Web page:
Office of Advocacy and Justice Updates


A Lenten Resource Exploring Water: Water — vital and sacred, but precarious globally — is a concern for all those espousing spiritual values of peace, justice, and care of creation. Terri MacKenzie’s Lent 2014 resource I Thirst: A Lenten Journey from Desert to Garden offers participants the opportunity to integrate their concern for water with the Lenten Scriptures and Jesus’ experiences. 



Click here for events already published in the Advocacy and Justice Updates. 

Women Speak for Themselves: Religious Freedom

With the Supreme Court arguments over the Mandate quickly approaching (March 25) we have the opportunity to continue speaking out, and gaining public attention. To help enable that, here is a fact sheet I have promised you.  It’s the first of two I’ll send. This one is a list of “themes” and supporting sources, you can use to respond to the Mandate.  You could even copy it and pass it out.

You are encouraged to write letters to the editor, Facebook postings, etc highlighting our arguments in this case. Here is a great example from WSFT signer, Holly Dugan. This letter to the editor clears up people’s confused idea that the Church is trying to force religious beliefs onto others, and shows that what is being stated is for the chance to witness to our faith ourselves!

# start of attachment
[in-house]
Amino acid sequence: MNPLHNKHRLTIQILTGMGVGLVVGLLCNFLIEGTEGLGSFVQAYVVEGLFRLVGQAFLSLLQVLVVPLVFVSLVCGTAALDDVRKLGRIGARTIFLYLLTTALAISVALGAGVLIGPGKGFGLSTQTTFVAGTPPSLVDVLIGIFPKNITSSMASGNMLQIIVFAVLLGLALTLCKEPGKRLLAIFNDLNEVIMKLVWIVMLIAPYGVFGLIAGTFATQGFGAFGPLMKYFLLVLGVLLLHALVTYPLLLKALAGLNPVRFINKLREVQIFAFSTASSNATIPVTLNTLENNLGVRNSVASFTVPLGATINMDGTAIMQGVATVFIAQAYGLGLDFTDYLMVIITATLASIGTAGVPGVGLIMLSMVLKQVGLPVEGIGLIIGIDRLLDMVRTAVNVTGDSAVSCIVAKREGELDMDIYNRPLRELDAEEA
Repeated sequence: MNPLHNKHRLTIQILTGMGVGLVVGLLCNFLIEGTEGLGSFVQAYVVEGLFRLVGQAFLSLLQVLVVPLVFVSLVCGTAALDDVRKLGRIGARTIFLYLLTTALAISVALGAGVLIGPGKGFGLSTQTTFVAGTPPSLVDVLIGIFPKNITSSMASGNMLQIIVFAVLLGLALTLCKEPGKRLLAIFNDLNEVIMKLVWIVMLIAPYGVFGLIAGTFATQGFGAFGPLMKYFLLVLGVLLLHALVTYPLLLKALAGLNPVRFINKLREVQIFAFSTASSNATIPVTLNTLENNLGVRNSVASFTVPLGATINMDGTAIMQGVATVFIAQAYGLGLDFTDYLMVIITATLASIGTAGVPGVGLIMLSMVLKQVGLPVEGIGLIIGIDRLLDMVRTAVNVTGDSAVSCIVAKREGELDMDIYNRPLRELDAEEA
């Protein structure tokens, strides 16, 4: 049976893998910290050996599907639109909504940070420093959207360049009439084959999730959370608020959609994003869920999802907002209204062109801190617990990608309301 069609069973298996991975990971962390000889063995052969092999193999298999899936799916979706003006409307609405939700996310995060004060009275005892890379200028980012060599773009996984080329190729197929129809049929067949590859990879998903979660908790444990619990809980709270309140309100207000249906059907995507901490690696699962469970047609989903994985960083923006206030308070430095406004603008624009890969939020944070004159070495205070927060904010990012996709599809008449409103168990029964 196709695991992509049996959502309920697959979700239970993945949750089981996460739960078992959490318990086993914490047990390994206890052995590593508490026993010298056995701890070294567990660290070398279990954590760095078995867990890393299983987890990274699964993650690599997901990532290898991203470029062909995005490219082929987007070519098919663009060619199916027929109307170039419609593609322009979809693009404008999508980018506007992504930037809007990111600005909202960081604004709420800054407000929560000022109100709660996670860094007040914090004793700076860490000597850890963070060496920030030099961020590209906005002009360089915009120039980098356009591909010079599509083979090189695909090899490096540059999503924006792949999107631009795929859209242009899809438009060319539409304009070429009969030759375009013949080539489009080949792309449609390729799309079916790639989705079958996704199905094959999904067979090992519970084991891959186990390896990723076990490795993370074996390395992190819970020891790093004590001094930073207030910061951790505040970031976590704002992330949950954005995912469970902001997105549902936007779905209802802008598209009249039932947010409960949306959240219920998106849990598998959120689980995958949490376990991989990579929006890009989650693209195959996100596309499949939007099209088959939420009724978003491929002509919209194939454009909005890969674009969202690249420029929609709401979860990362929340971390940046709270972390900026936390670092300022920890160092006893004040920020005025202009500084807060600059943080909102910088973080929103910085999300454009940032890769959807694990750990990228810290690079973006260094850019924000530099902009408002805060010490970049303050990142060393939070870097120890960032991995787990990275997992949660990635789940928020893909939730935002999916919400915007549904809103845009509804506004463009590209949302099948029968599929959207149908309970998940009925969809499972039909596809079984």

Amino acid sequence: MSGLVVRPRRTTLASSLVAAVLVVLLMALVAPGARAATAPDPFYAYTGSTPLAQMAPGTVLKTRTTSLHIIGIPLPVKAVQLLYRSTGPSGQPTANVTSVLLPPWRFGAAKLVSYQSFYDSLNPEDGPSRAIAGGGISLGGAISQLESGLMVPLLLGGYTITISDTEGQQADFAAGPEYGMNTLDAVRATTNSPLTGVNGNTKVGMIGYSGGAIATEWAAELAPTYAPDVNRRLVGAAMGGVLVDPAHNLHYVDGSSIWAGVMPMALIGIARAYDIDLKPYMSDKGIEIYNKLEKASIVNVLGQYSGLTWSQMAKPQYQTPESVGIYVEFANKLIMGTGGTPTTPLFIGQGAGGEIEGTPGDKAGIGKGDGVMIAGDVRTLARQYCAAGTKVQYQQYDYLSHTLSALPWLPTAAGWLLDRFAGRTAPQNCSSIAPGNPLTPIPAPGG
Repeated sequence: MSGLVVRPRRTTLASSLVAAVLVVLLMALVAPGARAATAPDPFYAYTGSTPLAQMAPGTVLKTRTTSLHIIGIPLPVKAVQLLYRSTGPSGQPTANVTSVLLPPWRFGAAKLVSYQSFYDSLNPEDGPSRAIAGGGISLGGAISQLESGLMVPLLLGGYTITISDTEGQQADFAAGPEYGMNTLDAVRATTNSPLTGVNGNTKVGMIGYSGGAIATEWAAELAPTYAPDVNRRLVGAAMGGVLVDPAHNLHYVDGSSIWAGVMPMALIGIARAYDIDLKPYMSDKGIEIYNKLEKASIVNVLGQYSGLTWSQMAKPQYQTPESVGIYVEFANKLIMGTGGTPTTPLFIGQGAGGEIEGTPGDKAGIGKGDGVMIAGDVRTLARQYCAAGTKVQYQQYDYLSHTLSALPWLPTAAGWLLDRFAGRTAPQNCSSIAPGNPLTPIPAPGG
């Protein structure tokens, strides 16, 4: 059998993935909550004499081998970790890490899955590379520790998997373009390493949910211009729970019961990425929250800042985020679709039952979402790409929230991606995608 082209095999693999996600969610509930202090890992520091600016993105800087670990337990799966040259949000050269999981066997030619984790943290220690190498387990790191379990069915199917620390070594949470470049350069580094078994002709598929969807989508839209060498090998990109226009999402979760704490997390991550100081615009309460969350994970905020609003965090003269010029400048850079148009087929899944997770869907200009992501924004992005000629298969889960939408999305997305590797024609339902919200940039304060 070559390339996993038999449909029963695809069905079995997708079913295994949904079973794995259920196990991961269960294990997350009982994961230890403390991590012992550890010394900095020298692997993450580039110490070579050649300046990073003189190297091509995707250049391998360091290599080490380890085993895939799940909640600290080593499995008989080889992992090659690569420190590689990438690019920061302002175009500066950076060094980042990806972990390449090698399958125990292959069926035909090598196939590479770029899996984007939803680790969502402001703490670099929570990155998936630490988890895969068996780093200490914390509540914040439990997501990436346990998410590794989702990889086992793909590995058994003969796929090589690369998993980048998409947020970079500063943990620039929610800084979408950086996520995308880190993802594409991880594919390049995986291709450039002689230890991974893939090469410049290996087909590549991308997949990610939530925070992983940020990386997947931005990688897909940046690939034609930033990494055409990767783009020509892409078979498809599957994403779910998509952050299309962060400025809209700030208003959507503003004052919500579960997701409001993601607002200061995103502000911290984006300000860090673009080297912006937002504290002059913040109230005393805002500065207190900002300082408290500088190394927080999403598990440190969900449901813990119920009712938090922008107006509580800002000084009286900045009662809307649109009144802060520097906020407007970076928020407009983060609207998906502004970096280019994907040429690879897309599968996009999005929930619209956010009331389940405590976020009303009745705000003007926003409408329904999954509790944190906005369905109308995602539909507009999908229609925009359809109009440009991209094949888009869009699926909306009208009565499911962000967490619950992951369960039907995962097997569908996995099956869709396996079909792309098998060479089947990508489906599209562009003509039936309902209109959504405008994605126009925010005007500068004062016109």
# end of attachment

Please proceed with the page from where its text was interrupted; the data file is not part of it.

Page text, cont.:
News from Catholic Rural Life

Preparing for Lent

Lent offers us a special opportunity to grow in our relationship with God and to deepen our commitment to a way of life in touch with all of Creation. During Lent, we are asked to stop and reflect upon our personal lives, to consider our short givings, to pray more deeply, and to be generous to those in need.

 A great online ministry resource administered by Creighton University you can check out is found here: web section devoted to Lent.  

 You’ll find a daily prayer for each day of Lent and the Easter Triduum. You’ll also see links to readings of the day, a brief meditation, a Daily Reflection and Intercessions from the Liturgy of the Hours.

A Lenten Resource Exploring Water